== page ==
I was riding my motorbike, crossing Changara district and heading to Songo town, where I wanted to photograph a local witchdoctor. I stopped for a short break in Mufa village and just got off the bike to buy water when I saw a crowd on the other side of the road. I went there to check what was going on. It was a round wooden summerhouse, surrounded by dozens of people. I squeezed trough and saw two squatted down men without t-shirts. Their arms were tided back. I took my camera and did a couple of shots.
– Don’t shoot, don’t shoot – screamed one man, who was also inside the summerhouse. – If you want to photograph – you have to pay us money!
I explained that I’m a photojournalist, and just curious what is going on. He pointed on two tided men and said:
– We caught them an hour ago. They are robbers. They stole two bulls from another village. We were chasing them and found when they already sold the bulls and received money. Fortunately they managed to spend only 200 meticals (about 5 dollars). We are waiting for the cattle owner to come and tell us if we should kill them or not.
I was very shocked with his last words and asked why they didn’t call the police.
– Police will put them to prison, after some time they will be released and will steal again.
He gave a command to the robbers to stand up and go out to the road. – Follow us, – he said to me.
“The boss” took the men to an open place and asked to take their pictures. I released the shutter a couple of times and saw trough the viewfinder that the man started to pose for me, lean his fist against face of one of the robbers. People behind started kicking the tied men and I understood that they doing it because of my camera. I stopped to photograph and ask “the boss” to call the police.
– Police knows about this issue, – he said, – but they are not going to do anything. The owner of the cattle is a very respectable person in our area and the destiny of these bastards depends on him.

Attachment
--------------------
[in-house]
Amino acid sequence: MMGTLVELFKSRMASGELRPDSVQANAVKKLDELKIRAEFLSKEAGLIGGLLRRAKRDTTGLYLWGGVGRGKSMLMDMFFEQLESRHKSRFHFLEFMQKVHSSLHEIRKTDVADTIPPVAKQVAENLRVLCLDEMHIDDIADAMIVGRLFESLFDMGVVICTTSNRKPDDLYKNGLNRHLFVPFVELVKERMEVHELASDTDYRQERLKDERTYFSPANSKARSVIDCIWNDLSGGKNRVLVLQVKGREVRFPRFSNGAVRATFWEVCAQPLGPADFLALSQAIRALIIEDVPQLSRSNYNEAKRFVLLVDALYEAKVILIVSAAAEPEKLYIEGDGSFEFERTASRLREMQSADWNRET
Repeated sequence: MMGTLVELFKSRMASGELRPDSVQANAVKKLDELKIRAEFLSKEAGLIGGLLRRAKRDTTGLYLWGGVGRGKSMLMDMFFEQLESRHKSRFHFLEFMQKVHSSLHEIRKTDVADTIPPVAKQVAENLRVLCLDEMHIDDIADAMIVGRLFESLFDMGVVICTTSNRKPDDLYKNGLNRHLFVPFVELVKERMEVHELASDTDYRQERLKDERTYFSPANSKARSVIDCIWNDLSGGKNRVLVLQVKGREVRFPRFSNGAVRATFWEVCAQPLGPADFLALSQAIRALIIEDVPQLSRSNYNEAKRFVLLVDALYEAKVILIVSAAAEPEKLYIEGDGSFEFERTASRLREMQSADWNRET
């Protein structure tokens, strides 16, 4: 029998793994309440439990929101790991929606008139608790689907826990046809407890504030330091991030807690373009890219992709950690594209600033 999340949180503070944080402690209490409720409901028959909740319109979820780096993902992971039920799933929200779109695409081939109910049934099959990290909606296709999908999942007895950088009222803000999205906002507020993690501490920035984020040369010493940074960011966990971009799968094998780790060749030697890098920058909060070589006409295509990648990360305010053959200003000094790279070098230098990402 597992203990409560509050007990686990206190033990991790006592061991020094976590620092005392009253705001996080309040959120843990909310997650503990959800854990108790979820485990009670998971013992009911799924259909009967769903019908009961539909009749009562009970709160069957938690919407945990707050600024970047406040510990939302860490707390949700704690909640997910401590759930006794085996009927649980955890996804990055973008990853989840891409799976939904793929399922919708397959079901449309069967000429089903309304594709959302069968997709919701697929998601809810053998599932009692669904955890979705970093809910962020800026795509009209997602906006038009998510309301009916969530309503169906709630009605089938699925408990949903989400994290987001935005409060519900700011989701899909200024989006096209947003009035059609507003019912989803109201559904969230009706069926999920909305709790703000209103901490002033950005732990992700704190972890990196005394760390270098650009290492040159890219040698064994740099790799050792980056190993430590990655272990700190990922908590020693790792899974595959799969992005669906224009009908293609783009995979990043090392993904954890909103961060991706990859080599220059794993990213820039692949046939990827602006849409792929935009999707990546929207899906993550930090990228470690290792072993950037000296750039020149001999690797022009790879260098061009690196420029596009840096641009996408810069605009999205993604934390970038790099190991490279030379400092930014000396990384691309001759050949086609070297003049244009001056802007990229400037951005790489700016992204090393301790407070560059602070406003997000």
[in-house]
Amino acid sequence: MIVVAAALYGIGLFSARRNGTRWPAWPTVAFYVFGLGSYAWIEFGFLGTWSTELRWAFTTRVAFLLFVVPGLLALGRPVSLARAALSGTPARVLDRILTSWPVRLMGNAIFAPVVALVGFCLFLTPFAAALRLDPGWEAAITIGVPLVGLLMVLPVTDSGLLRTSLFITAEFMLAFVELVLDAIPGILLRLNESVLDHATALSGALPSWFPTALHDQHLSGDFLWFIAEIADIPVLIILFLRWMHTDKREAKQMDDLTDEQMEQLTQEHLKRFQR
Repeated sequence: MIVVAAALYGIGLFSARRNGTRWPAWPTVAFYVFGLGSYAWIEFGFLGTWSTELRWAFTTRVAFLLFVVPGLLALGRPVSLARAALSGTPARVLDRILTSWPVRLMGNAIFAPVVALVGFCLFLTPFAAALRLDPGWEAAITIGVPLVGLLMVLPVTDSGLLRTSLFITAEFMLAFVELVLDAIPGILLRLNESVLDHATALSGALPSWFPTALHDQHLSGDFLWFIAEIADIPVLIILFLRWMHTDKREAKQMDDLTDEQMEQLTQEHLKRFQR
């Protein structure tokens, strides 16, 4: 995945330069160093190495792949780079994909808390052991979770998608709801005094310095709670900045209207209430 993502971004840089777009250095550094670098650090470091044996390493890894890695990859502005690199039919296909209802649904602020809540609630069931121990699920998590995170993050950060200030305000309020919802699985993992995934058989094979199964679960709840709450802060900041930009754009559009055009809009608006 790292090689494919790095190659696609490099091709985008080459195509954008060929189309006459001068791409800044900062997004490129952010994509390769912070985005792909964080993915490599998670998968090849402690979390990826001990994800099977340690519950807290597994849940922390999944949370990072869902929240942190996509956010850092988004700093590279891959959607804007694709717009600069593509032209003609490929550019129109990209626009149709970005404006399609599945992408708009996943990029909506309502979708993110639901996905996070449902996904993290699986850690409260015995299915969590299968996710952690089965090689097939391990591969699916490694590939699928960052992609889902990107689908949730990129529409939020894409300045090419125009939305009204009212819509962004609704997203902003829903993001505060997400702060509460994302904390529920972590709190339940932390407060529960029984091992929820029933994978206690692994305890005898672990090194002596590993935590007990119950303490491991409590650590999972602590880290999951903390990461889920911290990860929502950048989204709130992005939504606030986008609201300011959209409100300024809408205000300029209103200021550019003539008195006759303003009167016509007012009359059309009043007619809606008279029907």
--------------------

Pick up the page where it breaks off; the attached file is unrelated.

“The boss” punched one robber and turned back to me saying:
– Now you should leave. We don’t like when “azungu” (white people) poke their nose into our business.
They went back to the summerhouse and I tried to stay and see what would happen after. “The boss” shouted at me and kids started throwing stones to my side.
I returned to my bike, where I found the owner of a local shop.
– Are they really going to kill those men? – I asked.
– Could be… Especially if they prove that the robbers were involved in other cattle stealing. If not – probably the crowd will just beat them and than send them to prison. And the good thing for the robbers that they didn’t spend all the money. They would have been killed already.
I left the Mufa village and spend some hours in Songo. On a way back I stopped there again. The summerhouse was empty, many shops on the road were closed. On the stairs of one shop a drunk man sat with a half empty plastic bottle of gin. I inquired him if he knew what had happened to the robbers.
– They are gone, – said the man.
– To where? – I asked.
-To nowhere! – he took a sip of gin and laid down on the ground.
I never found out how this story ended for the robbers. I hope they are still alive.
When it opened its doors in the 1950’s, the Grande Hotel was billed as the “Pride of Africa”. Set in the lush Mozambican port of Beira, it was the largest, most modern hotel on the continent filled with parquet, marble, and glass, surrounded by sweeping views of the Indian ocean. But in the late 70’s, civil war broke out in Mozambique, and the hotel became a refugee camp for decade and a half. When the war ended, many people stayed on, unable to return home, and thousands of other landless, unemployed Mozambicans arrived. The Grande Hotel is now the biggest squat in the world, with about six thousand squatters living inside its crumbling walls.
(Text by Annie Murphy)